Football: Uefa winning `super league' war

Friday 23 October 1998 23:02
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PLANS BY Uefa to reform its club competitions in a bid to fend off the proposed rival super league received the backing of 12 of Europe's top clubs yesterday.

Representatives from Real Madrid, Milan, Manchester United, Liverpool and eight other leading clubs said at a meeting with European football's ruling body that its proposals for modifying the European Champions' League are acceptable. They also appeared to distance themselves from the breakaway super league proposed by the private Italian sports management company, Media Partners, saying the project is now "lying dormant."

Adriano Galliani, the vice president of Milan, said: "Uefa has come up with practical proposals and I think we can say that this meeting [in Geneva] has historical importance."

Earlier this month Uefa revealed plans to extend next season's Champions' League to include 32 clubs playing in eight groups of four teams in the first stage. The competition currently comprises 24 teams. The new format will include more teams from Europe's top-ranking football nations, while also incorporating more teams from smaller nations, broadening the potential television audience for games. The Uefa Cup and the CupWinners' Cup will be merged into one competition.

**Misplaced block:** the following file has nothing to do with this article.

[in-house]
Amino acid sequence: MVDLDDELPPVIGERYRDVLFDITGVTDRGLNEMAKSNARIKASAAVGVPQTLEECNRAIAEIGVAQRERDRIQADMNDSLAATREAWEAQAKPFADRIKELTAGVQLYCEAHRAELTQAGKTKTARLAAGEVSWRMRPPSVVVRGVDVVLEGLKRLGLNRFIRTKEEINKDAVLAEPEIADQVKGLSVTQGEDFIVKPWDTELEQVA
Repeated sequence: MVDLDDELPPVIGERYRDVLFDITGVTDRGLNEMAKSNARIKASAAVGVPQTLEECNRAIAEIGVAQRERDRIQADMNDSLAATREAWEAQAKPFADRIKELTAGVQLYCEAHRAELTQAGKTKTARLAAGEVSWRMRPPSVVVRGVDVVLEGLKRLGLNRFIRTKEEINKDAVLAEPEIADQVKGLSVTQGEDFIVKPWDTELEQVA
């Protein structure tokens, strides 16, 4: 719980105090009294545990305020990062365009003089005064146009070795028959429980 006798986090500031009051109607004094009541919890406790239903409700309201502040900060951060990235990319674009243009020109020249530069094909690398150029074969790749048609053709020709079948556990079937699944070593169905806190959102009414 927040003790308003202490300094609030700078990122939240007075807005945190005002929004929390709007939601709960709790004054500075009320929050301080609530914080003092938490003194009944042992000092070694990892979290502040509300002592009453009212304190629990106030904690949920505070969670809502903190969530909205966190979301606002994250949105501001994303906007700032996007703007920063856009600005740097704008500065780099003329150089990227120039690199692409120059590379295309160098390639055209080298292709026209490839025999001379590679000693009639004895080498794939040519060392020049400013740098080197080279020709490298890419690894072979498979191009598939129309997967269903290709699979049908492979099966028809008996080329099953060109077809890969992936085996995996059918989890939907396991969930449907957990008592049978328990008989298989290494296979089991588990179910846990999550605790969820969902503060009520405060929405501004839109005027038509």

The proposed reforms are part of Uefa's attempt to dissuade Europe's top clubs from defecting to Media Partners' super league. The Milan-based firm is trying to entice the Continent's top clubs with a pay-out of around pounds 750m for participation in its Super League - far more than the pounds 200m generated by the Champions' League in 1997-98, of which pounds 100m went to the clubs.

Galliani said the 12 clubs were ready to accept, in principle, Uefa's Champions' League proposals. He said the Media Partners proposal had been of considerable interest to the clubs, but said they currently do not have contact with the firm.

The president of Real Madrid, Lorenzo Sanz, said the 12 clubs are ready to co-operate with Uefa not just in their own interests but for the whole of European football. He added the clubs had been surprised by Uefa's "good footwork".

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